Ingram marks five years on force

Published 5:40 pm Thursday, July 12, 2012

Police Chief Todd Ingram has been in law enforcement for almost 20 years, five of which he has spent in Maplesville.

A call from a concerned citizen Wednesday afternoon sent Maplesville Police Chief Todd Ingram on a hunt for a rabid coyote spotted around the town’s historic Foshee house.

Ingram, who is nearing his sixth year as Maplesville’s police chief, was not fazed by the situation. He got into his car, met the street department’s Kenny Barrett at the house and began a search for the animal.

“We get calls on all kinds of critters,” Ingram said, mentioning raccoons and groundhogs. “Not a lot of wild coyotes.”

The coyote call is only a snapshot of Ingram’s day, an example of the unpredictability that drew him to the job in the first place.

“I still get up and look forward to coming to work,” Ingram said. “You don’t know what to expect every day.”

Before he was hired as chief in December 2006, Ingram was deployed to Iraq as a member of the Army National Guard, Bravo Company, 1st Battalion, 167th Infantry.

He returned from Iraq in June 2006 and started his job in Maplesville on Jan. 1, 2007.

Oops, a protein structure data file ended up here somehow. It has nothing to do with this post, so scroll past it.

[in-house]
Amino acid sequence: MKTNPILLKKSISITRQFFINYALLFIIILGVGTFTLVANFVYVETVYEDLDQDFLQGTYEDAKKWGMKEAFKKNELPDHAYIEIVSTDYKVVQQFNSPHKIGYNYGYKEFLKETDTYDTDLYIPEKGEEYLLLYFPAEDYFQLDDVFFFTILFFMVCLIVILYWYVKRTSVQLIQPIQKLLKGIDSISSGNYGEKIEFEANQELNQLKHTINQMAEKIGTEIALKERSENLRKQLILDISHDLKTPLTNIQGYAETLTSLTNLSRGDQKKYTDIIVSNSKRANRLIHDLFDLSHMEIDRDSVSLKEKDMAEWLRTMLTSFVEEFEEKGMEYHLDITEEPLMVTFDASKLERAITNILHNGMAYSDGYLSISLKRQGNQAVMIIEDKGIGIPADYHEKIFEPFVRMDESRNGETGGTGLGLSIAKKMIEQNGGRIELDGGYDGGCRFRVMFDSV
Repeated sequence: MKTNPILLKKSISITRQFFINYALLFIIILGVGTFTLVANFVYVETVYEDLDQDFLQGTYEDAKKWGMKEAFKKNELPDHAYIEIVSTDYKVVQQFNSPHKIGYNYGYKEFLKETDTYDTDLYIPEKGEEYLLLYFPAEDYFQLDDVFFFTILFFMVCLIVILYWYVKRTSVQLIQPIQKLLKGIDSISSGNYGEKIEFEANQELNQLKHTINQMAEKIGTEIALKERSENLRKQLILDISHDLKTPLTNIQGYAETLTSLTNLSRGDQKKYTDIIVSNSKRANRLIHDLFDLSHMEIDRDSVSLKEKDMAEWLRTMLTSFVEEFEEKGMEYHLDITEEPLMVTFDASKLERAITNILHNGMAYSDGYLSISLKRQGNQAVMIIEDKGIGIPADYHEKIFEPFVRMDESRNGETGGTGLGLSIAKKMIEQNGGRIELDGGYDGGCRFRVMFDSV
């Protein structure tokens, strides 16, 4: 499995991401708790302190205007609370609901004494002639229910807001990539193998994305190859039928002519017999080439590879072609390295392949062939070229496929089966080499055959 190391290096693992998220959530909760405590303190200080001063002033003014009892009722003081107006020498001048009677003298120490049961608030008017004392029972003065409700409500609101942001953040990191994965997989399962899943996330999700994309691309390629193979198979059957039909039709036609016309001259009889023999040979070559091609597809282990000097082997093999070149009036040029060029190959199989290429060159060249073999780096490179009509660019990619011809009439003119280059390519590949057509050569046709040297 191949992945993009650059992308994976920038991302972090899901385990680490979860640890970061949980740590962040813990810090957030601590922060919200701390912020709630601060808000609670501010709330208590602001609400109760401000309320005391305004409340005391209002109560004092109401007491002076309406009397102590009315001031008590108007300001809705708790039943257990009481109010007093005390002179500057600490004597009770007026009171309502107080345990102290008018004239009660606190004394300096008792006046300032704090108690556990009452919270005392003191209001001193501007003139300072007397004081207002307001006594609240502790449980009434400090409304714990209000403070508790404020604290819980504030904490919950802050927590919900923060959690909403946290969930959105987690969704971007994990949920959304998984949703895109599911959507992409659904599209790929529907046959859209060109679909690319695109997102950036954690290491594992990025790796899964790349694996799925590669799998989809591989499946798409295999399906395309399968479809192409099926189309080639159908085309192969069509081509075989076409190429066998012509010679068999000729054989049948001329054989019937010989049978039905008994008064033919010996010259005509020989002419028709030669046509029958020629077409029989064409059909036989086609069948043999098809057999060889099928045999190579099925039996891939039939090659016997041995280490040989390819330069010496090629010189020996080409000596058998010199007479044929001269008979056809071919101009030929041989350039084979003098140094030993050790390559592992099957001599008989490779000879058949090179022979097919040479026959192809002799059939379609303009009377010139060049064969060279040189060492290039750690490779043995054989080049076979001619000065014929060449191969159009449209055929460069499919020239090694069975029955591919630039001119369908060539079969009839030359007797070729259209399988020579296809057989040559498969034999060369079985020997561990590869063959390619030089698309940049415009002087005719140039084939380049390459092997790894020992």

Ingram has dedicated much of his life to serving his country and fellow citizens.

After graduating from Thompson High School, he joined the Marines from 1984–1988 and then the Army from 1988–1993.

In 1993, he started working for the Birmingham Police Department and stayed there until 2005.

Along with his responsibilities as Maplesville’s chief, Ingram works a regular officer’s shift since the department went from having five officers to four this year.

“The police department has come a long way since I first got here,” he said. “We made the best with the cards we were dealt.”

Ingram said his goal is to protect the community and enforce the law, while also respecting people’s rights and making sure his other officers do the same.

“I don’t want to infringe on people’s rights,” Ingram said. “I love Maplesville and (its) citizens. I want the community to be a place where they can raise their kids … I don’t want them to walk around in fear.”

Ingram and his wife, Alicia, recently built a house in Maplesville. They have three children, Archie, 2; Addie, 4; and Kurt, 25, of Alabaster.

They also have a granddaughter, Eliot.

“I want to raise my children here,” Ingram said. “Hopefully, I’ll be here until I retire.”